For the second time in two weeks there is an article about the importance of floodplains on the Upper Mississippi River.
Susan P. Romano discusses the decline of floodplain forest in “Our current understanding of the Upper Mississippi River System floodplain forest”, appearing this month in Hydrobiologia, which is only available through Springerlink at a cost of $34.
From St. Paul south to the mouth of the Iowa River, the navigation channel of the Upper Mississippi weaves through c-shaped islands. From the Iowa south the island are narrower and the main channel of the river tends to run to one side of a collection of islands or the other. This is the floodplain of the Upper Mississippi.
The early explorers of the Upper Mississippi found a floodplain forest of oaks, shellbark hickory, northern pecans, and hackberries–hard-mast trees that produce nuts, food for wildlife, incased in a hard shell–mixed with silver maple, cottonwood, willow, and green ash–trees that produce wind-blown seeds. Late twentieth century explorers of the Upper Mississippi found a forest dominated by silver maple and willow, mixed with some cottonwood and green ash. Most of the oaks and hickories on the Upper Mississippi floodplain were lost to logging in the nineteenth century. Those that survived the loggers were flooded out with the construction of the system of locks and dams that produced the nine-foot navigation channel in the twentieth.
Their location in the floodplain determined which trees survived the steady water levels required by the nine-foot navigation channel. Willow, silver maple, cottonwood, and green ash: all tolerate extensive flooding and grow on the lowest and wettest soils in the floodplain. Oak, hickory, pecan, and hackberry tolerate a little flooding, but not the permanent flooding brought on by the nine-foot channel. Those that survived the completion of the dams grew on drier soils on ridges that rose a foot or two above the floodplain.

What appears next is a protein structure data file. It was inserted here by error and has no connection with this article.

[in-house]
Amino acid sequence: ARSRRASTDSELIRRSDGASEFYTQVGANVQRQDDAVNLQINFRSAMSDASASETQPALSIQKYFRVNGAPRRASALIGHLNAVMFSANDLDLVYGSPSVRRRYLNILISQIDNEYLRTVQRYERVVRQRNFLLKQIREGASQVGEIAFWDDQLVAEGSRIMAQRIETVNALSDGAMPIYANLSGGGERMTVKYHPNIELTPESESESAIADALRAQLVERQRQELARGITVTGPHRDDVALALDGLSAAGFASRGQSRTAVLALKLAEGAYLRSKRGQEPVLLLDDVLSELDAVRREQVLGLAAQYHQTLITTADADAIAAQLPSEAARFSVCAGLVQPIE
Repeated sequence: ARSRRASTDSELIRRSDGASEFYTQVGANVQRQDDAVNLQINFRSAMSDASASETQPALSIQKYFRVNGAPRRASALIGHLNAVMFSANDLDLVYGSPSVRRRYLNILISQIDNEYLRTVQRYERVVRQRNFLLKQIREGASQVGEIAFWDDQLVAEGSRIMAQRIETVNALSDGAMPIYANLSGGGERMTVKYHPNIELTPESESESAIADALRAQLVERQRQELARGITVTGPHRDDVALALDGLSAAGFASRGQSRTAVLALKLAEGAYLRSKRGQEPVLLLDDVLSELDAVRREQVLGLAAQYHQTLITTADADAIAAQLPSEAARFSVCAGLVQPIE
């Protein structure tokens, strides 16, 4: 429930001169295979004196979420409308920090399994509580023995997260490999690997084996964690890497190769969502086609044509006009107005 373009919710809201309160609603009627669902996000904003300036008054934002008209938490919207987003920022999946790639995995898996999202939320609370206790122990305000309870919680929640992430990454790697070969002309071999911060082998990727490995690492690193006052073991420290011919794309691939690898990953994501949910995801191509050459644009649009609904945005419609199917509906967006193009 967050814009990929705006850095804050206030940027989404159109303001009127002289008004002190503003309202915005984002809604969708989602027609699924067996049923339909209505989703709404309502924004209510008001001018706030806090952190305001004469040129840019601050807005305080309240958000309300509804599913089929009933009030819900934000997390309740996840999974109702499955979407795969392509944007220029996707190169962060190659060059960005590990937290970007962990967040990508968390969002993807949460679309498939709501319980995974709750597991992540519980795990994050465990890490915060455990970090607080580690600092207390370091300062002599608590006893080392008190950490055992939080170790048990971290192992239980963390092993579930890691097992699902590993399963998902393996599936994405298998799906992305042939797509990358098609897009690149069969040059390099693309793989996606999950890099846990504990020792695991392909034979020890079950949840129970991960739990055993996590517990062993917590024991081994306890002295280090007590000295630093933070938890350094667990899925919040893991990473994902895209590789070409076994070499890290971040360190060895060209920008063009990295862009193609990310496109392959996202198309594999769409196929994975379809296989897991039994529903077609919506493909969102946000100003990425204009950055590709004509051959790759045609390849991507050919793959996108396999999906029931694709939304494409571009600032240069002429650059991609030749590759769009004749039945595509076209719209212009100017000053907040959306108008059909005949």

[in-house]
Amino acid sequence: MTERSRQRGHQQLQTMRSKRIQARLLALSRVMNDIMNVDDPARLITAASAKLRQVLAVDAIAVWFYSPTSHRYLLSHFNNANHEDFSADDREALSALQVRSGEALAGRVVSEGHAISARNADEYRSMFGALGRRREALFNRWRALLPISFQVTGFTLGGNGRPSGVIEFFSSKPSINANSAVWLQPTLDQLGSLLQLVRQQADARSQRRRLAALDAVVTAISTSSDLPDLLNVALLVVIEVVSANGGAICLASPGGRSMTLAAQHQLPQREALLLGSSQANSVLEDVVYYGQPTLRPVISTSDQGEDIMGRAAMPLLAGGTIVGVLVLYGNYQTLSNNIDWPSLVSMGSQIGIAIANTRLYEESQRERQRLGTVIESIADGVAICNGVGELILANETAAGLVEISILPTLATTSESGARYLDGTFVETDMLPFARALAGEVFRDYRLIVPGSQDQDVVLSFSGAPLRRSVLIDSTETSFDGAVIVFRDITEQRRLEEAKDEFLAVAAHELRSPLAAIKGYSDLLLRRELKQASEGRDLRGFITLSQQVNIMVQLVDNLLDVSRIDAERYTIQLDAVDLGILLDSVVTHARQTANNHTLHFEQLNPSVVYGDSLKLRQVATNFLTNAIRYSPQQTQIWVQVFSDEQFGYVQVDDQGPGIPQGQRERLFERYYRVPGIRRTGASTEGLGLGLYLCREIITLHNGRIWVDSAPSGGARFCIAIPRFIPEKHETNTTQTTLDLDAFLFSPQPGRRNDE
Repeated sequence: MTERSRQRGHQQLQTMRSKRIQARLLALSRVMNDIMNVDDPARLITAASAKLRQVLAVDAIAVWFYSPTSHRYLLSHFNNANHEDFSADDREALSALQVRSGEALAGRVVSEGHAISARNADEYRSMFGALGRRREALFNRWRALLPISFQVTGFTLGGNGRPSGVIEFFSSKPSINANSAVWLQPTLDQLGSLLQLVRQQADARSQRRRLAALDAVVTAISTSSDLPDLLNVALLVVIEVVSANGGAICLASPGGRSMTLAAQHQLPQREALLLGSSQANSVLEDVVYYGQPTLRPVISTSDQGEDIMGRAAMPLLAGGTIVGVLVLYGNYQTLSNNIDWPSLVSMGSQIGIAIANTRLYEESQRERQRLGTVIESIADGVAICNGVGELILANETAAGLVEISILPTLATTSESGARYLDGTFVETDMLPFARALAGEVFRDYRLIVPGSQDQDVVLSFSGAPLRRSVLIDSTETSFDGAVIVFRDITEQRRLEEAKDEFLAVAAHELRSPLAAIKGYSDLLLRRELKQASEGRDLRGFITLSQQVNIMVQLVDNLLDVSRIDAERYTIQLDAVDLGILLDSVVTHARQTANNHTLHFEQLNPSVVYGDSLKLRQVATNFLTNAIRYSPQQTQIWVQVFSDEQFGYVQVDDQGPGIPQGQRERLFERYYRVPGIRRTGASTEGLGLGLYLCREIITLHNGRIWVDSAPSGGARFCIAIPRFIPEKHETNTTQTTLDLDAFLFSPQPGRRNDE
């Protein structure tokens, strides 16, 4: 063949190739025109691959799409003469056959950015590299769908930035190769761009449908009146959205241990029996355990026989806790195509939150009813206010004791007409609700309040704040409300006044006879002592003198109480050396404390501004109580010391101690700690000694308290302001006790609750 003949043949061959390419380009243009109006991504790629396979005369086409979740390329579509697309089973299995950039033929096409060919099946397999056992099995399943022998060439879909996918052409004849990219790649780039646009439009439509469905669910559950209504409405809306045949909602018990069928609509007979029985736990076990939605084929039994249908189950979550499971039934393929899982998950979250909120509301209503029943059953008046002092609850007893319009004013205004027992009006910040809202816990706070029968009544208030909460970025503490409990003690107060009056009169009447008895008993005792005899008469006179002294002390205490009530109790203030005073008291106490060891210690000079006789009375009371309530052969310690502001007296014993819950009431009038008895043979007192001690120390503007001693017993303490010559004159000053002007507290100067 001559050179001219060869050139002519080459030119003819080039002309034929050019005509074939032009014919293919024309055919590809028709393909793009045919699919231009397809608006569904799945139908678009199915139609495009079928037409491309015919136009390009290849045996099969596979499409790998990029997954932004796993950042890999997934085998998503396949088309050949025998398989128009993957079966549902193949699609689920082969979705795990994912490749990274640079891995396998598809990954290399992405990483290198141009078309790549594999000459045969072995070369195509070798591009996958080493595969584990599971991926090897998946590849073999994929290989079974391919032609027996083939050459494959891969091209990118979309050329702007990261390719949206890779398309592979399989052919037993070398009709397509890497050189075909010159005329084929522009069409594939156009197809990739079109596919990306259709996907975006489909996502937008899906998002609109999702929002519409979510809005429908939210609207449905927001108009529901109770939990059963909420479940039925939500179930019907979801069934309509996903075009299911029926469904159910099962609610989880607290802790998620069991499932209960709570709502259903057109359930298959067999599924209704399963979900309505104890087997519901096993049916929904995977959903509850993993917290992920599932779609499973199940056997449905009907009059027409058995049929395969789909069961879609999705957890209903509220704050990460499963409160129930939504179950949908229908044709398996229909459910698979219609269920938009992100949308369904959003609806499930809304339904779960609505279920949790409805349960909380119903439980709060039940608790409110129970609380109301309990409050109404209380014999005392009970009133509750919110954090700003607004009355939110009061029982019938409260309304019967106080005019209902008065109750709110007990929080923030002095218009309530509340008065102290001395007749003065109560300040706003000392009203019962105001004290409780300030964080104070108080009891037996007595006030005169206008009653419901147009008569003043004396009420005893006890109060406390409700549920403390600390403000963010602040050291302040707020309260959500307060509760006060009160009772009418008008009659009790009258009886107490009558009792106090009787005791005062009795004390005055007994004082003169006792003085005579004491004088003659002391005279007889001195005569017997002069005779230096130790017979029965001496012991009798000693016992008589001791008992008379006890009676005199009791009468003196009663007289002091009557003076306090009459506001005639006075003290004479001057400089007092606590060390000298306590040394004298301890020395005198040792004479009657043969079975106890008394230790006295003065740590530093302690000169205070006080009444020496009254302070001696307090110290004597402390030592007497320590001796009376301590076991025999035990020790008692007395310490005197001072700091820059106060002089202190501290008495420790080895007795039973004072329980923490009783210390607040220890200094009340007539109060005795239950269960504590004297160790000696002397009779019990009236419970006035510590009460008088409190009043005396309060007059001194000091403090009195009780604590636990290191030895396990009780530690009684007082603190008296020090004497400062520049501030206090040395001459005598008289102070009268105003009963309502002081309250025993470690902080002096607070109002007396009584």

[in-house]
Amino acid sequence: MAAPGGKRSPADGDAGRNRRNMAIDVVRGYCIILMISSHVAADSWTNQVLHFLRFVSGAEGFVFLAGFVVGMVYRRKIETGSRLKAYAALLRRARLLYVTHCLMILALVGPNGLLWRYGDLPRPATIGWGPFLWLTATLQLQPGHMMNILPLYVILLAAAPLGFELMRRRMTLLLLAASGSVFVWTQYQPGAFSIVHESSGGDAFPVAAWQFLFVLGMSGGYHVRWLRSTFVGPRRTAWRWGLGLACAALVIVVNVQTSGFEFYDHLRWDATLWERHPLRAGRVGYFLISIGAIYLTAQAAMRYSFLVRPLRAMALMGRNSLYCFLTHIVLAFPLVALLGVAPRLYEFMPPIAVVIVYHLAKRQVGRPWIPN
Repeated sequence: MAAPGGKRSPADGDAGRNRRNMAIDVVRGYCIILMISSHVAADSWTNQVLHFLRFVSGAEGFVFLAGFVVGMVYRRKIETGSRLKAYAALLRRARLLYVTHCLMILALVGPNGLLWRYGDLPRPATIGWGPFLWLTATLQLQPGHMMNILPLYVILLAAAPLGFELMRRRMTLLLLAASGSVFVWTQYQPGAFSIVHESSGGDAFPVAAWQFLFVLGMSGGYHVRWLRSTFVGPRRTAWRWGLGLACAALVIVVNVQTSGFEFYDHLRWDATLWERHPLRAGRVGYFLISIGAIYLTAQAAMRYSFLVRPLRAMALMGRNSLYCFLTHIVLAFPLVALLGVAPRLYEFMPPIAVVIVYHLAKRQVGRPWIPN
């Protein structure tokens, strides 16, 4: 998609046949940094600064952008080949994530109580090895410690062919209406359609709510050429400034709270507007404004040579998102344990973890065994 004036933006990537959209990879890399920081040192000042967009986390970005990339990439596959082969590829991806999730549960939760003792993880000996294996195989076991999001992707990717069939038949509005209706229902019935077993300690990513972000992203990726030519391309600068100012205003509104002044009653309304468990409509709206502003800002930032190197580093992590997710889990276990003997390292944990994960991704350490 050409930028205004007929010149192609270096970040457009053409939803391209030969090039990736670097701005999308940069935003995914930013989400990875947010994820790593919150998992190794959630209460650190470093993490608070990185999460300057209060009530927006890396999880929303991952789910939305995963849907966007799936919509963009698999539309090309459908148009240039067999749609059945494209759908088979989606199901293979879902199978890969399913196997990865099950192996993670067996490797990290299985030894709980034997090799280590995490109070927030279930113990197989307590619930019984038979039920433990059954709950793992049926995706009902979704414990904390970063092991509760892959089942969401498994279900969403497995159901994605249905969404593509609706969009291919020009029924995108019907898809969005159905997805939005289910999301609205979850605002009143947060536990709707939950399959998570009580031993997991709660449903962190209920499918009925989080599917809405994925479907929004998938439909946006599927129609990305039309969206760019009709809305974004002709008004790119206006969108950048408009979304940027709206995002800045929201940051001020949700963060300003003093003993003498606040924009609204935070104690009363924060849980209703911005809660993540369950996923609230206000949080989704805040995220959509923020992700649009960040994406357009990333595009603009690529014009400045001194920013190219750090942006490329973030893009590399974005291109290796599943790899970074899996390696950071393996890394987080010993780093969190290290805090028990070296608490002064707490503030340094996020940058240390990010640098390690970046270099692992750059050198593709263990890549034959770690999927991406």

At the beginnng of the 21st century silver maple dominated the floodplain, but the maples are growing old. While they produce millions of winged seeds every spring, which sprout and grow before the parent trees leaf out, they do not thrive in their parents’ shade. The maples are not replacing themselves.
The Flood of 1993 devastated the floodplain forest from the mouth of the Iowa River south, with the loss of trees escalating as the river flowed south.
Forest managers, who surveyed the Upper Mississippi floodplain after the flood, found that the flood had drowned almost all the hackberries, which grew on the ridges south of Rock Island. In the wake of the flood forest managers with the Corps of Engineers and the Fish and Wildlife Service planted hard-mast trees where hackberries had grown before the flood. They found they could walk away from their plantings with reasonable assurance that the young trees–at least 5/8 inch in diameter and four feet tall–could survive all but the most extensive floods. And, they could trust that the winged seeds of the silver maple, cottonwood, ash, and sycamore would take root and create a diverse forest.